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Russia smokers fuming after balcony ban

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No more late-night balcony cigarettes, summer barbeques or candle-lit patio dinners: Russians are fuming at the latest fire safety legislation adopted to decrease the number of careless blazes.

[MOSCOW] No more late-night balcony cigarettes, summer barbeques or candle-lit patio dinners: Russians are fuming at the latest fire safety legislation adopted to decrease the number of careless blazes.

From October 1, any "open fire" on balconies of residential houses or hotels is banned, a decree signed by Prime Minister Dmitry Medvedev said.

"In 60 per cent of cases, the cause of balcony fires are careless smoking," the emergencies ministry said Friday, adding that it was not waging war on smokers.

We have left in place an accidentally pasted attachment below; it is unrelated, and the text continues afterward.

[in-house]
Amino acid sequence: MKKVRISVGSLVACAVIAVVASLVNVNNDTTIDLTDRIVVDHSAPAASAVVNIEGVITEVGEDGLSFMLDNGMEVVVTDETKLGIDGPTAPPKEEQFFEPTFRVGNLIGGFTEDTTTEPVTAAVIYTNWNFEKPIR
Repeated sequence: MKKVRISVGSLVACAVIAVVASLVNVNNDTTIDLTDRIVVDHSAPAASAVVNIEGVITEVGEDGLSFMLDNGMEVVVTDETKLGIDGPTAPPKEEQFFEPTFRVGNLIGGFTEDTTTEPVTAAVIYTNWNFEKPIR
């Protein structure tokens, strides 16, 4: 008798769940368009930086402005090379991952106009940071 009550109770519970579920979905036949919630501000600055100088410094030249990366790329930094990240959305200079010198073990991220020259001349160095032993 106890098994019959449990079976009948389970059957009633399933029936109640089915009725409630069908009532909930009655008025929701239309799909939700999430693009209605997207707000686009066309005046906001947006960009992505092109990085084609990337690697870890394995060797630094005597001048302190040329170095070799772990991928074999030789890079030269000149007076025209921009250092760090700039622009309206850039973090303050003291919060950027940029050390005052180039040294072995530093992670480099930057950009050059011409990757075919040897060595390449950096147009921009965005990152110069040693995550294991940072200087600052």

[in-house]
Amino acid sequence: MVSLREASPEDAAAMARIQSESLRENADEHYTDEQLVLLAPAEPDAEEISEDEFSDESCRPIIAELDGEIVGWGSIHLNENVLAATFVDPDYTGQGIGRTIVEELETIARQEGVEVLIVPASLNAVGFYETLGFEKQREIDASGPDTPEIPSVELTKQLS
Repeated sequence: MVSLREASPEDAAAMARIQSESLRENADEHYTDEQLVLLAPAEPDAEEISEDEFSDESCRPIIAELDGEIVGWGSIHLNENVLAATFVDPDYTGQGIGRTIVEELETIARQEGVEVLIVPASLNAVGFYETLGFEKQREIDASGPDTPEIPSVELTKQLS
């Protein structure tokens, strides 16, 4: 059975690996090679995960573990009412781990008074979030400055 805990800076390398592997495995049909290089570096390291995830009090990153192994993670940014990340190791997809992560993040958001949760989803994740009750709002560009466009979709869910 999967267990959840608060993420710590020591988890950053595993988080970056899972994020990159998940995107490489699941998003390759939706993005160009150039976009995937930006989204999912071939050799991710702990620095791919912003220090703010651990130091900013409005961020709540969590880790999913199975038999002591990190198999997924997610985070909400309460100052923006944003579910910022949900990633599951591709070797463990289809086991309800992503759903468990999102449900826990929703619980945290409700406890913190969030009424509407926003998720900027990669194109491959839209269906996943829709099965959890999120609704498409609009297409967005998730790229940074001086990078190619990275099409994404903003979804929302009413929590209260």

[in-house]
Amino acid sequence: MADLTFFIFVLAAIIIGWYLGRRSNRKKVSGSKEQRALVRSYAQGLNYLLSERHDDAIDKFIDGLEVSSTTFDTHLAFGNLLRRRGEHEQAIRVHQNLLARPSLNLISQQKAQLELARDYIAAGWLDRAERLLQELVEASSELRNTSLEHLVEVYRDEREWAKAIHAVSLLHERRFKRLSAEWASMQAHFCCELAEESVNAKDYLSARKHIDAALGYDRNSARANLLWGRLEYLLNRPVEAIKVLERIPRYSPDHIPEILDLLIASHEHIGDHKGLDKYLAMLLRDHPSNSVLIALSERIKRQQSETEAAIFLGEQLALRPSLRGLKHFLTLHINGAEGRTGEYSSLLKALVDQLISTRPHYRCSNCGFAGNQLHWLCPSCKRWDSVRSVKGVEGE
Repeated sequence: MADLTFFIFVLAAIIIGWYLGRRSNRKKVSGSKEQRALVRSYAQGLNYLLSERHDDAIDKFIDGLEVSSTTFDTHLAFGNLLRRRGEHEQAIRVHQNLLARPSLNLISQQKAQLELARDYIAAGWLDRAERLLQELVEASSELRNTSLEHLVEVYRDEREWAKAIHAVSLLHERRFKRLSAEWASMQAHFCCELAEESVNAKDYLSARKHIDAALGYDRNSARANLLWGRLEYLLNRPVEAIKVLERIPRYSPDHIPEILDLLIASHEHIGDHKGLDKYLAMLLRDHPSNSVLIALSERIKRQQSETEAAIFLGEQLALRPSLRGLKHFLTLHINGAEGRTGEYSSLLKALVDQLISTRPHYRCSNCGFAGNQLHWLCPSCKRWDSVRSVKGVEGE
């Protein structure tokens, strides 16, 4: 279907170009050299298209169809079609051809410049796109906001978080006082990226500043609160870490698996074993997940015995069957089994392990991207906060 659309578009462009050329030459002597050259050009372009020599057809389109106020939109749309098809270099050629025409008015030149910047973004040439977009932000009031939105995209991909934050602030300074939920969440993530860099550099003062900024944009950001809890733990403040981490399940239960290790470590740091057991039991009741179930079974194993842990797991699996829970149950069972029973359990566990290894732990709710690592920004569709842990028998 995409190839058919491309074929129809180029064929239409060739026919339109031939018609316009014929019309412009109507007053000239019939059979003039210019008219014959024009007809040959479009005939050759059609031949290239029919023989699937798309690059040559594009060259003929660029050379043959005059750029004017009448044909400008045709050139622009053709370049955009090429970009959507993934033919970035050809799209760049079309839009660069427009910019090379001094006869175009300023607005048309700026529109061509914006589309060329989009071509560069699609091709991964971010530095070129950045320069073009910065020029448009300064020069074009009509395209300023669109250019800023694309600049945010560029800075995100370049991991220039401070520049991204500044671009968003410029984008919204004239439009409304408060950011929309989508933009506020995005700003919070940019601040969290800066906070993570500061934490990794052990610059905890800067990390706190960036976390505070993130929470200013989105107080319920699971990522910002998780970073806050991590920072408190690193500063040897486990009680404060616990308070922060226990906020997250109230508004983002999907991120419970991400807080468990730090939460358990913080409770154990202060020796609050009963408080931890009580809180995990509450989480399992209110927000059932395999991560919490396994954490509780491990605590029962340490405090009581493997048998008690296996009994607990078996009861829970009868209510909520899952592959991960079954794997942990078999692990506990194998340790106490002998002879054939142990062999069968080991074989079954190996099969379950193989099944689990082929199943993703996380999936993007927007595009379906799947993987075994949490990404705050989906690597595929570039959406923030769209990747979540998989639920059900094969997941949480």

The measures, it said, are meant to decrease the number of fires started on balconies - which numbered over 2,000 in 2019.

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If a fire starts due to violation of the new ban, the culprit will have to at the very least to pay a fine, and possibly be charged with a crime if it is serious.

Puffing on a cigarette on balconies has remained an option for Russian smokers after the government's previous anti-smoking measures banned smoking in building stairwells and many other public spaces.

Those bans are hardly enforced and many can still be seen smoking in restricted areas, including outside metro stations, on bus stops and train platforms.

Smokers in Moscow, where the entire population lives in apartment blocks, have not been happy.

"This is humiliating," 52-year-old Yulia Volkova-Voroshilova told AFP. "Now only rich people with their own land and house will be able to smoke, and poor people can't do anything."

"You can't make people quit smoking with measures like these," said Natalia Selvestrenko, 40. "I will continue smoking on my balcony. Who is going to see me there?"

AFP